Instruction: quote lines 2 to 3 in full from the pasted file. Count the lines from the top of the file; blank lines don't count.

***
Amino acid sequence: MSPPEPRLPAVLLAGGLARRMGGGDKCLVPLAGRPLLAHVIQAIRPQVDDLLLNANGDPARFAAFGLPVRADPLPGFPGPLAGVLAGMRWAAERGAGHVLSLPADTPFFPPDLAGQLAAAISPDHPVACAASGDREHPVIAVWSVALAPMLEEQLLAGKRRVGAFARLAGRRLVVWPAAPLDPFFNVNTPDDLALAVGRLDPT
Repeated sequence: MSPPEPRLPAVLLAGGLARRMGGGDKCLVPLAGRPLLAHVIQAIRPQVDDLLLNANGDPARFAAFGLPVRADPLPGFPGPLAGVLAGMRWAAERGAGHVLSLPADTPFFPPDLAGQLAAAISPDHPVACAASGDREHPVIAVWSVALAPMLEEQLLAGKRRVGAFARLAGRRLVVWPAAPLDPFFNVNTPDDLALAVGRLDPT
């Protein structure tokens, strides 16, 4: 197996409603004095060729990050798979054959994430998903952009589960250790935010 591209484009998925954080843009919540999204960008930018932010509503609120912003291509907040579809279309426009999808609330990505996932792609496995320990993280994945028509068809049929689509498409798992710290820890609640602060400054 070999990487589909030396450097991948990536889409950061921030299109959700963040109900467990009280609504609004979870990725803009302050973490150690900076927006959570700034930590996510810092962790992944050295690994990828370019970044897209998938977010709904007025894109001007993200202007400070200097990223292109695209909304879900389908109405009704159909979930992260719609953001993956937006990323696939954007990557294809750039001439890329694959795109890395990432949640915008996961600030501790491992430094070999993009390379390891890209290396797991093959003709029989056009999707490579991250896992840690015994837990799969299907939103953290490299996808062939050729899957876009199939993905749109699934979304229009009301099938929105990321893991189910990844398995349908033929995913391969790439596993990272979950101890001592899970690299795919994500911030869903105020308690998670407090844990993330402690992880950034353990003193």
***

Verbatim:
Repeated sequence: MSPPEPRLPAVLLAGGLARRMGGGDKCLVPLAGRPLLAHVIQAIRPQVDDLLLNANGDPARFAAFGLPVRADPLPGFPGPLAGVLAGMRWAAERGAGHVLSLPADTPFFPPDLAGQLAAAISPDHPVACAASGDREHPVIAVWSVALAPMLEEQLLAGKRRVGAFARLAGRRLVVWPAAPLDPFFNVNTPDDLALAVGRLDPT
């Protein structure tokens, strides 16, 4: 197996409603004095060729990050798979054959994430998903952009589960250790935010 591209484009998925954080843009919540999204960008930018932010509503609120912003291509907040579809279309426009999808609330990505996932792609496995320990993280994945028509068809049929689509498409798992710290820890609640602060400054 070999990487589909030396450097991948990536889409950061921030299109959700963040109900467990009280609504609004979870990725803009302050973490150690900076927006959570700034930590996510810092962790992944050295690994990828370019970044897209998938977010709904007025894109001007993200202007400070200097990223292109695209909304879900389908109405009704159909979930992260719609953001993956937006990323696939954007990557294809750039001439890329694959795109890395990432949640915008996961600030501790491992430094070999993009390379390891890209290396797991093959003709029989056009999707490579991250896992840690015994837990799969299907939103953290490299996808062939050729899957876009199939993905749109699934979304229009009301099938929105990321893991189910990844398995349908033929995913391969790439596993990272979950101890001592899970690299795919994500911030869903105020308690998670407090844990993330402690992880950034353990003193």